Does he stand by his statement to the House of 12 September 2007: “My understanding is that the Law Commission, which is headed by Sir Geoffrey Palmer, has taken the view that before any such change should occur, there would need to be a great deal of work on what the legal implications of it might be.”, in relation to my New Zealand Bill of Rights (Private Property Rights) Amendment Bill; if so, how did he reach that understanding?
Yes; because that is what Sir Geoffrey communicated to me.
Is he nevertheless now prepared to accept that in line with the evidence sent to the select committee, it is in fact also the view of the Rt Hon Sir Geoffrey Palmer, President of the Law Commission, that private property rights should be included in the New Zealand Bill of Rights Act?
I am aware that indeed Sir Geoffrey made a speech on 10 February 2006 in which he stated that fact. However, both he and Professor Burrows of the Law Commission believe that before any such step could be taken, a comprehensive study of New Zealand statute law and common law is necessary to work out the policy and fiscal implications of any such change. No such study has been done, and it would be irresponsible to make such a change until one was done.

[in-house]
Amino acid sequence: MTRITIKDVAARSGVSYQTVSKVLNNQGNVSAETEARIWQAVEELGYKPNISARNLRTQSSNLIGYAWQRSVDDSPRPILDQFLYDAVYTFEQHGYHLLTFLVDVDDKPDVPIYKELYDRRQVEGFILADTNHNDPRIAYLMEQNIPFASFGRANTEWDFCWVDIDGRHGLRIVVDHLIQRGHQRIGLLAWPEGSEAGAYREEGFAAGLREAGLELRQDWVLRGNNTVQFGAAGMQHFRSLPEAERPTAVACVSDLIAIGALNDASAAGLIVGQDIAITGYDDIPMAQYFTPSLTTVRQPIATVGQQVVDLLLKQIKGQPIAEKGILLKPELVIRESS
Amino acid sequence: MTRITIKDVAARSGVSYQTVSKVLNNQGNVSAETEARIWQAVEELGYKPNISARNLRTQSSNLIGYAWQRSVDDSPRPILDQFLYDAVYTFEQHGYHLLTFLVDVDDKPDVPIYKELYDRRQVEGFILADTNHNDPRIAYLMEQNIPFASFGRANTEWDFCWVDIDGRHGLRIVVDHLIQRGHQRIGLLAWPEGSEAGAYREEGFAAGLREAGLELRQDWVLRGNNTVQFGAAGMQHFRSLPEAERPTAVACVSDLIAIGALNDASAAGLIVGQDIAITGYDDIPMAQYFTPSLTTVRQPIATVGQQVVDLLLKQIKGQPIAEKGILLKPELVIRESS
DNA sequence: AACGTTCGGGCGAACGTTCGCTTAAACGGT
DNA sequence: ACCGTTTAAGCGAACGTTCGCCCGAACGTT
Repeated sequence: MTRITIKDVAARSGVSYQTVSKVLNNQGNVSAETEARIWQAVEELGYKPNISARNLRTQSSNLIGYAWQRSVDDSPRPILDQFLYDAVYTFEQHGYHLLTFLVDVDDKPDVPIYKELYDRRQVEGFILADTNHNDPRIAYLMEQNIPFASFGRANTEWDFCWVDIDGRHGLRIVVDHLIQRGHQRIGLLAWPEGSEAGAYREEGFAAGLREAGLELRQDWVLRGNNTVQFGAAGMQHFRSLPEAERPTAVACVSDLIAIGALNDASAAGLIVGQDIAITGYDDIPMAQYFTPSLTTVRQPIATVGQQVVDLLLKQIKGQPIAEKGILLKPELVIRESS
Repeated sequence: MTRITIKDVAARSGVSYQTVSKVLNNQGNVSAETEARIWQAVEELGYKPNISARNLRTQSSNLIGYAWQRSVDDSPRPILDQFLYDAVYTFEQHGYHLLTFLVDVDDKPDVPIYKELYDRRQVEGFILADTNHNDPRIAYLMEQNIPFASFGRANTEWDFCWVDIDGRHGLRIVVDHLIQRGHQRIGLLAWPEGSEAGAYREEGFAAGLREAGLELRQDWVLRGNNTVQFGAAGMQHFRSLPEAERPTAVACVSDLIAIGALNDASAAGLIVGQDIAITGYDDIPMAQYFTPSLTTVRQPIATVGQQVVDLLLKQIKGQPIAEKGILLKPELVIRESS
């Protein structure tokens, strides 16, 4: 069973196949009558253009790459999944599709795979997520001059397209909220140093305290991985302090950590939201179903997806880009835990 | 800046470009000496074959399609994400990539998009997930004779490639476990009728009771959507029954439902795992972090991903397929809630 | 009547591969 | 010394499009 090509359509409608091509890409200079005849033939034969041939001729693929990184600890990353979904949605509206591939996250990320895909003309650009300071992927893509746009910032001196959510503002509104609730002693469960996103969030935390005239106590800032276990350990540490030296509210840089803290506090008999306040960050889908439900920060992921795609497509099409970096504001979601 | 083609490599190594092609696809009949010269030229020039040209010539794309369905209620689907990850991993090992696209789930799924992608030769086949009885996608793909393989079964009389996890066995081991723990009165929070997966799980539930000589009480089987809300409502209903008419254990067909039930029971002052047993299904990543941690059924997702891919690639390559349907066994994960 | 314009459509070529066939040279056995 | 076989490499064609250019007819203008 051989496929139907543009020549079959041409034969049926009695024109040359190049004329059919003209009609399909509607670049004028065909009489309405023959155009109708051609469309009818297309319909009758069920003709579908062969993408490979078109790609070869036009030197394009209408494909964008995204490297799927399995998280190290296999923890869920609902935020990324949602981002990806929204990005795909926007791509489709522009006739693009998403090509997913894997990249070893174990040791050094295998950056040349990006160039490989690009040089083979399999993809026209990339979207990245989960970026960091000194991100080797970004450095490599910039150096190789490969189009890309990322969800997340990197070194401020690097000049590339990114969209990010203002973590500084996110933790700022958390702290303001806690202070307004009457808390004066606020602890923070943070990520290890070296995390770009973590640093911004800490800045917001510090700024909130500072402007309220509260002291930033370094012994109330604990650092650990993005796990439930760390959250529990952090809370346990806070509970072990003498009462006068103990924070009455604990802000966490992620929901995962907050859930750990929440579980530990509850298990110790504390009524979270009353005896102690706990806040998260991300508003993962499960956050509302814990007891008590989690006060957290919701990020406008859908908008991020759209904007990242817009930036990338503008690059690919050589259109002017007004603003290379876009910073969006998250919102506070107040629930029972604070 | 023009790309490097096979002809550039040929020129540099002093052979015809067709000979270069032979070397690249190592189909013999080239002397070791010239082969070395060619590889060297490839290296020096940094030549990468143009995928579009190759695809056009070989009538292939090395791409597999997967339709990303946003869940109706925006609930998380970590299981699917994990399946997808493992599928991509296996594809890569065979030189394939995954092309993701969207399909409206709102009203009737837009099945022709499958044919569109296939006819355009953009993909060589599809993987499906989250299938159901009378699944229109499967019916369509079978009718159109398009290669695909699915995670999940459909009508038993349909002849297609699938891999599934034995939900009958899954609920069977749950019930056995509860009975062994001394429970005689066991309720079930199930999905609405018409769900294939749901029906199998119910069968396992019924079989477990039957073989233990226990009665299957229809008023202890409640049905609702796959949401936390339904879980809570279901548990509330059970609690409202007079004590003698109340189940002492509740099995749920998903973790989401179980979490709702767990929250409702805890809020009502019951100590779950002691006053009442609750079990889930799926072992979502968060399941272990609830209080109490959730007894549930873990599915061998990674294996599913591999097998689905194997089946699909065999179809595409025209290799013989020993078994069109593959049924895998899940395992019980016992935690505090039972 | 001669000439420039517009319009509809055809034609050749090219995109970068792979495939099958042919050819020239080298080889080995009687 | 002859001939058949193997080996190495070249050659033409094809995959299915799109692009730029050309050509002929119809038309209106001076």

Does the Attorney-General concede that the taking of a person’s property by central or local government without compensation is theft; if so, is the Government prepared to outlaw such actions for all time by giving property rights the protection of the New Zealand Bill of Rights Act?
The ability to take property is covered by a range of other legislation, which also includes the right to compensation. The member’s bill, of course, also refers to the use and enjoyment of a person’s property. Given, first of all, a lack of definition of property, which has a very wide meaning in the law, and the language of use and enjoyment, which is extremely wide indeed, one could be asking for compensation for everything. As Attorney-General, I believe we have enough litigation already without inviting a vast increase in the amount that we have.
If this great deal of work, which was suggested by Sir Geoffrey Palmer of the Law Commission and which the Attorney-General referred to earlier, were to be done, is his Government prepared to commit so that all New Zealanders, including those of modest means who do not have the resources to defend their rights through the courts, can be assured of having their private property rights protected through the New Zealand Bill of Rights Act 1990?